I step back from the homespun,
the naturally dyed. Fresh vegetables
unnerve me with their husks
and peelings and little ruddy bits
to save for compost. Grass stains
and leaves choke the gutters and
berries ponk ponk and you can't
remember what you were thinking
bark chafes and flesh if you eat it
lies like a lump of chalcedony in
your gut, stopping the action.
Wind grieves at the corners of
the house and rain distills pity
to a purity that is irresistible and
poison. All know a flower's dumb stare.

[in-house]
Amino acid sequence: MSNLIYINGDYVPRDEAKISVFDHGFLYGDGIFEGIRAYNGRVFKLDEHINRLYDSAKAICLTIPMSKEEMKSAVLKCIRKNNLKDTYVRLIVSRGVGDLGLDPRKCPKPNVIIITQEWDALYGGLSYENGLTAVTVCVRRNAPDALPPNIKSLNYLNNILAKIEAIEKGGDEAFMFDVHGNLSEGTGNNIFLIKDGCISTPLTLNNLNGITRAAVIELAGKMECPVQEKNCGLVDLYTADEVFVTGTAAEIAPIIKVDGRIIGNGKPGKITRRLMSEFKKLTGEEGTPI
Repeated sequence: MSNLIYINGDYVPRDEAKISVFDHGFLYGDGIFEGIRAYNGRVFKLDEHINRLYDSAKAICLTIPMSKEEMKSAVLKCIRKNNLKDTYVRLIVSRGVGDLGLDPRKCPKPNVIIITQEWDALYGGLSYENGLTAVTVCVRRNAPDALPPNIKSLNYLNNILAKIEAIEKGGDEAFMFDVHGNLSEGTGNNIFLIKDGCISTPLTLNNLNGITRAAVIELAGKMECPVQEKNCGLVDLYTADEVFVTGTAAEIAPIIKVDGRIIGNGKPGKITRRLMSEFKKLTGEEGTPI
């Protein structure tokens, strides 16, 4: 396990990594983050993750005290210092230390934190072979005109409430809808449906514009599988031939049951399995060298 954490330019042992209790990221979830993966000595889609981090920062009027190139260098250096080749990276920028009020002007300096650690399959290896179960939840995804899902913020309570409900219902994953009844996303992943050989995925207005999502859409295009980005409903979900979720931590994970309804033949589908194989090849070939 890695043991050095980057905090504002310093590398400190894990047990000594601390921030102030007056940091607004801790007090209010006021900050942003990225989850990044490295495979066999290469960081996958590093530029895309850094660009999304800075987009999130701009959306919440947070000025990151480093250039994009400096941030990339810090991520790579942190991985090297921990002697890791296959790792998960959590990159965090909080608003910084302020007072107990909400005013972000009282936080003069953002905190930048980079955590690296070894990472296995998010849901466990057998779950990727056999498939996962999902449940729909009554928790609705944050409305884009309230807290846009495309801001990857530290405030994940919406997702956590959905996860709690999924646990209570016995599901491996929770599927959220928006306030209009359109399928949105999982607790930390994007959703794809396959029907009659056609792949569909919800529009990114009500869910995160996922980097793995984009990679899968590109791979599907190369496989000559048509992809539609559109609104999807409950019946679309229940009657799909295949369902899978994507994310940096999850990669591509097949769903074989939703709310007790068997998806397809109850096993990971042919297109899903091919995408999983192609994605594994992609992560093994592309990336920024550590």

Fruit is home for small black worms.
Trees thrive in mass groupings
that close behind you and shudder
and stir complex imaginings
we are wholly unsuited for. Better
a quiet nook uptown. A room
with faded yellow light and Monk
on the piano. The buckle
and belting of life are beside the point.
Jump Soul: New and Selected Poems
W. W. Norton